The fruit was concentrated, with plenty of extract. High sugar levels ranged from 13% potential alcohol up to 15% in some grands crus. The Ban de Vendange was on 12 September and most domaines chose to pick early to retain acidity, although some, including Drouhin and René Lamy-Pillot, waited a further two weeks to maximise flavour. In Chablis, timing was critical. A smidgen too late led to excess concentration, 14+% alcohol and a lack of freshness. High sugar levels throughout Burgundy led to unusually long fermentations, which threatened to stick, often with the malolactic happening concurrently and sometimes finishing first. Something to send a shiver down the spine of textbook winemakers, but of scant concern to a Burgundian. Some vignerons have held back on new wood and bâtonnage given the fullness of 2005 and are holding their wine on lees for as long as possible to tighten it up.

Overview

In Chablis the 2005s are richer than in a classic terroir vintage. The overt fruit can be gorgeous and the wines balanced if picking was timely and acidity sufficient. Bernard Raveneau considers the vintage to be like 2002, but richer.

On the Côte d’Or, with each of the three key villages enjoying fine weather throughout the summer (with the exception of the hail) and good conditions at harvest, none stands out as top performer. Perhaps the more mineral vineyards have the edge for freshness and elegance. Minerality emphasises acidity and acts as a foil to richness.

Blagny deserves a mention for some excellent wine (Michel Bouzereau, Thierry Matrot and Carillon to mention just a few), while St-Aubin was mixed. It feels as though the conditions were too warm in the more exposed premier cru vineyards with thin topsoils, notably En Remilly and Dents de Chien, which are very ripe and not as defined as expected. Chatenière is more successful, and the vineyards on the village side are perhaps better than normal including Pucelles (a village appellation of which Maison Morey Blanc has an attractive example) and premier cru Frionnes (Olivier Lamy’s is lovely).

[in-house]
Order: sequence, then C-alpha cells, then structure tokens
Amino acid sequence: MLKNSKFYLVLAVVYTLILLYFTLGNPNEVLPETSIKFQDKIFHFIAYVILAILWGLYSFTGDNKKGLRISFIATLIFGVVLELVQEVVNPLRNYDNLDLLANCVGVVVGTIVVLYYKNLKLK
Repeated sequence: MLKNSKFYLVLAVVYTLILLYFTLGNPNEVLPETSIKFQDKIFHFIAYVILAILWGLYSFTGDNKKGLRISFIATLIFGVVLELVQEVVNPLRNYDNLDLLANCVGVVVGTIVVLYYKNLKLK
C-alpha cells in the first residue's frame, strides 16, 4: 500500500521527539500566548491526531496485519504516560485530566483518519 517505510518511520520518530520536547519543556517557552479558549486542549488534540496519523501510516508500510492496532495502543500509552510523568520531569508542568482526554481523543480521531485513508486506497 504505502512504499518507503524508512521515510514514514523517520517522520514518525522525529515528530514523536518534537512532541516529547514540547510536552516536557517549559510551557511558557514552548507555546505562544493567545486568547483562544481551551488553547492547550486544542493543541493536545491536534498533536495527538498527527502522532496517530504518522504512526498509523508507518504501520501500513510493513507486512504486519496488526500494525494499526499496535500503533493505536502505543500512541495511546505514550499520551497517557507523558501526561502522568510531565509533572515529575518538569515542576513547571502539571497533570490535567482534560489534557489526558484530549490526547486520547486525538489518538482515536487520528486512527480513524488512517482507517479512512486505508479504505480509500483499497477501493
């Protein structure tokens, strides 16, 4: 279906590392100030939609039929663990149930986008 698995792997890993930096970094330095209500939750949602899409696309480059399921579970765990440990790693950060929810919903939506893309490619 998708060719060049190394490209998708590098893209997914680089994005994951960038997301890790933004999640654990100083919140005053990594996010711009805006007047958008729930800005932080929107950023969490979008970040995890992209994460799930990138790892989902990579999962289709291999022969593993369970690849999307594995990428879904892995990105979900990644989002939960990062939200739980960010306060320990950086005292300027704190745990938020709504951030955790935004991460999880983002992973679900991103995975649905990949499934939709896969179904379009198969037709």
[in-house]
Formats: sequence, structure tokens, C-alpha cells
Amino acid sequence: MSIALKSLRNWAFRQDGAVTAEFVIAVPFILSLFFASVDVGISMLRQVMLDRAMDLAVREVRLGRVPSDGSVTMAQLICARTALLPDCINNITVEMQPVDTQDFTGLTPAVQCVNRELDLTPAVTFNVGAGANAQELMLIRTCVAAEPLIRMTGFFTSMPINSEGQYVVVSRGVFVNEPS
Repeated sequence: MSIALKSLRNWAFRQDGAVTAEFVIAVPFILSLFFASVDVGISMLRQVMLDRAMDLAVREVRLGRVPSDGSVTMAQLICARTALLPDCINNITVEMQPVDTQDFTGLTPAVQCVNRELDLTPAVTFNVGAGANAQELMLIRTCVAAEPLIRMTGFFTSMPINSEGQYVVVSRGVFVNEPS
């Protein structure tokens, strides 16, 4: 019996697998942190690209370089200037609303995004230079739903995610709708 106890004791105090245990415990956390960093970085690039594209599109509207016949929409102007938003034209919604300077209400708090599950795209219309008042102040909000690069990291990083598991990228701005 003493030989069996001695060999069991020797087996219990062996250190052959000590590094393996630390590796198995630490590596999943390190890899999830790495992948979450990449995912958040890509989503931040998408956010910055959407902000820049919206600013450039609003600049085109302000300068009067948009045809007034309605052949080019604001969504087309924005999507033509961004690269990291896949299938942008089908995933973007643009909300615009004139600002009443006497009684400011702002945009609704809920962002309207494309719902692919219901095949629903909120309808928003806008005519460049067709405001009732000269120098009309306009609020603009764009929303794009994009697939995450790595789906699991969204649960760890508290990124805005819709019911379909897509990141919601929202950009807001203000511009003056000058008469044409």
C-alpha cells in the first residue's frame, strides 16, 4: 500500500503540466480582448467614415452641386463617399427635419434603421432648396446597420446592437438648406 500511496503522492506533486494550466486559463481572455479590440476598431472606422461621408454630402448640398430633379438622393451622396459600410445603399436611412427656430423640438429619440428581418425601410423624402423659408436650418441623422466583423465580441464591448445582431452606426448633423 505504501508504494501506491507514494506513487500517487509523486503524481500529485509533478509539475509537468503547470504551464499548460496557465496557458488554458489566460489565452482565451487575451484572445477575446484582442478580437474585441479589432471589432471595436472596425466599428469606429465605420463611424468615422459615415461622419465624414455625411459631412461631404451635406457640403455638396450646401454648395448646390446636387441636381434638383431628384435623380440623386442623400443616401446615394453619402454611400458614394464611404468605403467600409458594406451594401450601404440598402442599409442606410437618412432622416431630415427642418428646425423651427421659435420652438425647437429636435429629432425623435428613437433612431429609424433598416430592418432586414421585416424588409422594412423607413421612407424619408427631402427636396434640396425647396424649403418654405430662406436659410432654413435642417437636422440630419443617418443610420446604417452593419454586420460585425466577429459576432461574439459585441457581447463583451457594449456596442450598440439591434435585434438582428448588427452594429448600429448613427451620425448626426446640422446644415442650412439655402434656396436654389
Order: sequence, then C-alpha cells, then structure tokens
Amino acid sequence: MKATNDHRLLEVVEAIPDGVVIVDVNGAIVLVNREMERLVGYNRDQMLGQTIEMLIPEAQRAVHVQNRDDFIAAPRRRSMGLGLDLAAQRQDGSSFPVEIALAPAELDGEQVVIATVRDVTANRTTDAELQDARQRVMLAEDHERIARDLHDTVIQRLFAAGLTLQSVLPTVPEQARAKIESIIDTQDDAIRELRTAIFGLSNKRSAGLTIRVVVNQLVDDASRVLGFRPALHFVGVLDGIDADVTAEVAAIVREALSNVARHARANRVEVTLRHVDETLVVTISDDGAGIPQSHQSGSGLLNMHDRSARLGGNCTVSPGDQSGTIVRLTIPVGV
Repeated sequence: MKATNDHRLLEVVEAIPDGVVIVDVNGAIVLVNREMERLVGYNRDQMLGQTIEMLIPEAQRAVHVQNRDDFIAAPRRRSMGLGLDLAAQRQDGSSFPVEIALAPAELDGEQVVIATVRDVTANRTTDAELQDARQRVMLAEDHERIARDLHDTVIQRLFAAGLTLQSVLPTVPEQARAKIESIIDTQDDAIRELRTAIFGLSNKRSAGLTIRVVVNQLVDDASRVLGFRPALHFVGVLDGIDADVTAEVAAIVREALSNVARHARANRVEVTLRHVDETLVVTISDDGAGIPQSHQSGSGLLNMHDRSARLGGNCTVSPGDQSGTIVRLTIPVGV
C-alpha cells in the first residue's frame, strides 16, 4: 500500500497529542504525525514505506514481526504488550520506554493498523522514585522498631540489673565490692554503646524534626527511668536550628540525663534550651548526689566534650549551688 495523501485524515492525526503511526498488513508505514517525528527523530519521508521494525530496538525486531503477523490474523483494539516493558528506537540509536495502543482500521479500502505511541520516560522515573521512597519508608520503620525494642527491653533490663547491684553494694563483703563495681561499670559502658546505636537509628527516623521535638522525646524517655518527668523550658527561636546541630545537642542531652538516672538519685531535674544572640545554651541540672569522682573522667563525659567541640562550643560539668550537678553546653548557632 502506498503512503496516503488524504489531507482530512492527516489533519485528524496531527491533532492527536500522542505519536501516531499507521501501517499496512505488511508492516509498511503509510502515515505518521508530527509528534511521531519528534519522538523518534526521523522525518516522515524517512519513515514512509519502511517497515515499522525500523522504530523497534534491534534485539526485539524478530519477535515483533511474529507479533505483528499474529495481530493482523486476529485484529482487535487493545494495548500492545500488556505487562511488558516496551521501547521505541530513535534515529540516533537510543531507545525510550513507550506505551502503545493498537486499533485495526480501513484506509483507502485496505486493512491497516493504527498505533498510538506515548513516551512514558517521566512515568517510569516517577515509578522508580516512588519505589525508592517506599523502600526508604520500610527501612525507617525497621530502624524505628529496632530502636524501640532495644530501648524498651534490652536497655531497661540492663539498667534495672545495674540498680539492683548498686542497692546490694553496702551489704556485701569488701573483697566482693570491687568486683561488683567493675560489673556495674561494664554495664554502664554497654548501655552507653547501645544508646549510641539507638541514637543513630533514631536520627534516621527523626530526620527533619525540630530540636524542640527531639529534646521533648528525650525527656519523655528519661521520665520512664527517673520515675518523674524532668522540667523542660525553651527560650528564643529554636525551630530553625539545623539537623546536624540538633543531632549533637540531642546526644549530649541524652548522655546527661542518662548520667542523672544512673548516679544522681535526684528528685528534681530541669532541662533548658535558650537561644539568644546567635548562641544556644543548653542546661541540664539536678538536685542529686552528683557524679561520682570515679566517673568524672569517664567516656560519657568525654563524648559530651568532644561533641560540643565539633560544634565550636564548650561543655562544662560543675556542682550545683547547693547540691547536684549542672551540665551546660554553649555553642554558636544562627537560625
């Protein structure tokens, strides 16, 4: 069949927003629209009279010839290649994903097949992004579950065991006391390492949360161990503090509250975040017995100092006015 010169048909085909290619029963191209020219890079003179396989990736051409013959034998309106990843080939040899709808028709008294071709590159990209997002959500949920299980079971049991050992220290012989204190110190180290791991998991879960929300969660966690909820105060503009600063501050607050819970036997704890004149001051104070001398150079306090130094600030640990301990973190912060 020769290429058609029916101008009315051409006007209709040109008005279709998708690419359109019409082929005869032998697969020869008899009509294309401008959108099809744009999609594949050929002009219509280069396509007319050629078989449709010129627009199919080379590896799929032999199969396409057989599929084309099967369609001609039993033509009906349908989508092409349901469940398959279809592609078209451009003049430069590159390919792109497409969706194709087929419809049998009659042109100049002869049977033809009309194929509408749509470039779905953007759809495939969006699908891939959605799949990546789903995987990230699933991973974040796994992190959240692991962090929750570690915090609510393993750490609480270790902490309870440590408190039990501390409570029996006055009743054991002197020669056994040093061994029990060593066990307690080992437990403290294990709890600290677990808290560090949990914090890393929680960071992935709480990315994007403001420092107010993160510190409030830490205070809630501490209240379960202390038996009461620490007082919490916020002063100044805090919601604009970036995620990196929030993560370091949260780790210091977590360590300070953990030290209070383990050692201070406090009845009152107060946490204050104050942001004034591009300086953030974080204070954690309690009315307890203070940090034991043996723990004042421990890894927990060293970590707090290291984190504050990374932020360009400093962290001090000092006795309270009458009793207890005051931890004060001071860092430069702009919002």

In the Côte Chalonnaise there is some very good Montagny from Olivier Leflaive and Drouhin. Rully can be overtly ripe and less elegant than in 2004. Look out for vineyards with cooler aspects. In the Mâconnais the fruit was also very ripe, concentrated by some millerandage, hail in places and generally lower yields than in 2004. Lafon has made Mâcon vins de garde with a powerful Milly-Lamartine, Clos du Four and a decisive and composed Clos de Crochette.

The three key villages

Meursault 2005s are rich, but well balanced; concentrated, but less energetic than 2004. There are some lovely lieux-dits, notably Tillets, Tessons, Narvaux and Bouchère. The rich conditions in Goutte d’Or can make it a bit chunky. Perhaps Meursault Perrières is the most consistent of the big three premiers crus, while last year Genevrières struck a chord. Just after harvest, however, Jean-Marc Roulot thought his Charmes was his best wine.

In Puligny there are some excellent Folatières, the grip and minerality complementing the ripe fruit, (Sauzet, Leflaive and from Château de Puligny-Montrachet) and from the top of the slope some surprisingly delicious La Truffière and Clos de Garenne. Jadot and Drouhin both have good examples of the latter.